Can earwax cause hearing loss?
In short, yes, earwax can cause hearing loss. But it doesn’t occur as commonly as one might think. In fact, very few patients who are seen by hearing healthcare professionals have hearing loss that is literally due to excessive earwax (cerumen impaction).
More likely, the patient has experienced a gradual decline in their hearing over time and the hearing loss has become enough that the patient is starting to have difficulty communicating with others. It is when communication starts to become effected that people seek help.
What, you might ask, causes cerumen impaction? Anything that affects the normal outward flow of ear wax may cause impaction, such as advanced age, narrow or abnormally shaped ear canals, use of a hearing aid, incorrect use of cotton swabs, or using needles, hair pins, or other objects to clean the ears. (PSA: Do not stick anything in your ear to clean it!)
Total earwax blockage is rare
What is important to know here is that soundwaves only need a tiny opening in the ear canal to reach the eardrum. So, unless the ear canal is plugged tightly with earwax, there shouldn’t be noticeable hearing loss. When cerumen impaction is severe enough to cause hearing loss, there will likely be other signs and symptoms noticed, such as dizziness, ear fullness (a feeling that something is plugging up your ear), itchiness or pain in the ears and/or ringing in the ears. Rarely does cerumen impaction occur without additional signs that “something is wrong.”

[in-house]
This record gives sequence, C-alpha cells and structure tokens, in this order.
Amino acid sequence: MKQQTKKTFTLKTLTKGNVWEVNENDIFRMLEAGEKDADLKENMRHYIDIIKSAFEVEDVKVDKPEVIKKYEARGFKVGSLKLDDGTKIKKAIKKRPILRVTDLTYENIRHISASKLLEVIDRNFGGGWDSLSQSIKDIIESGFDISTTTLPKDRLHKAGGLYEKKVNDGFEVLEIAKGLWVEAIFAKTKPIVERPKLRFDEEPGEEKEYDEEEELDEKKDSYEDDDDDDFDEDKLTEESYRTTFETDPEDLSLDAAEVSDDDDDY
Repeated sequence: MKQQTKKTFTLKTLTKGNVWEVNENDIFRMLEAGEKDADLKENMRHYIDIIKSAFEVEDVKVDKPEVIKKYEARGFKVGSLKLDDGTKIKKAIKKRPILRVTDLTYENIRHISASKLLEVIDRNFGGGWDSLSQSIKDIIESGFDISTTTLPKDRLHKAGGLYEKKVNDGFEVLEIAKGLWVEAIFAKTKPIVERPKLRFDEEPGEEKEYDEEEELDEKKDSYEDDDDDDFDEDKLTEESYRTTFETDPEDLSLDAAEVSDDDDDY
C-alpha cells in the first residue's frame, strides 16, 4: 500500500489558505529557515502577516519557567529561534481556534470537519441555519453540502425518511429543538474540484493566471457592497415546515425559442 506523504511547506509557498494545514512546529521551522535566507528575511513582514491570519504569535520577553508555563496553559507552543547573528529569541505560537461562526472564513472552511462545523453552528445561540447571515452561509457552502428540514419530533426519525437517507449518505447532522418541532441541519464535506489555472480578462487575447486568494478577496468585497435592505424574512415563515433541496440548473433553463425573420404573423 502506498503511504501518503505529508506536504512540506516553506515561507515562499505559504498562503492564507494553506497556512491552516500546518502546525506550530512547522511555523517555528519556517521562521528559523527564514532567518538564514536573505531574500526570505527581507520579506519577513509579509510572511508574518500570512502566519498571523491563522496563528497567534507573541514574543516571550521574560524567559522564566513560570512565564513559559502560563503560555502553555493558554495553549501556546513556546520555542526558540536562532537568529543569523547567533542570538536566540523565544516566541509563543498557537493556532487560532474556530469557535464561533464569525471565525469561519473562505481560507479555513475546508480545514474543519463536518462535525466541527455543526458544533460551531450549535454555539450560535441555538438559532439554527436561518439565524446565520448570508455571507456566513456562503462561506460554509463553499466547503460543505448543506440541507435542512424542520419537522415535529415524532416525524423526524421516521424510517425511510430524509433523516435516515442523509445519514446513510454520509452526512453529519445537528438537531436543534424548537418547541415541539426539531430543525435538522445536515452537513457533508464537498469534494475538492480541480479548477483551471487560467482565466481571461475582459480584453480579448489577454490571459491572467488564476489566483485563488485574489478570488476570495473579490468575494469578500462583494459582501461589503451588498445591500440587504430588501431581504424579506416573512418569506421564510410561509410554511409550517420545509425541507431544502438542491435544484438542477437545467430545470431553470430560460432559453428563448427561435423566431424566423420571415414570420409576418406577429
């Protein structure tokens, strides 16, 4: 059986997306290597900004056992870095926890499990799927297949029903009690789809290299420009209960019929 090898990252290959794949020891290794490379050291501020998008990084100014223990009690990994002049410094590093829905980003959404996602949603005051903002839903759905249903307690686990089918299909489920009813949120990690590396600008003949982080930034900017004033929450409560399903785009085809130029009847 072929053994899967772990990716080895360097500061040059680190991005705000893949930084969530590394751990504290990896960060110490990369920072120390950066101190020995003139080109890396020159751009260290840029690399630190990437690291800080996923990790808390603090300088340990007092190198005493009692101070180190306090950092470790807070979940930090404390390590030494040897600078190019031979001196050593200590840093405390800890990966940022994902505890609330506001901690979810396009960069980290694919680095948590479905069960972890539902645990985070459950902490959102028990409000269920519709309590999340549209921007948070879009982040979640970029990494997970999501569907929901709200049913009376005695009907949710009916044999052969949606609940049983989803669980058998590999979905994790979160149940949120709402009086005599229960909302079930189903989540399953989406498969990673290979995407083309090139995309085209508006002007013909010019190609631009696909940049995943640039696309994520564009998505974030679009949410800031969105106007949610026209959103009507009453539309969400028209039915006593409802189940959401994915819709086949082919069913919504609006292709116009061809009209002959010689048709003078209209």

Hearing professionals can help remove excessive earwax
The good news is that hearing loss caused by cerumen impaction is easily treated. It is within a hearing professional’s scope of practice in most states to perform cerumen removal in the office. If your hearing loss is as simple as having your ears cleaned, GREAT! If not, visit a licensed hearing professional and you will be in the right place to accurately uncover what might be causing your perception of hearing loss.
Article Source: Starkey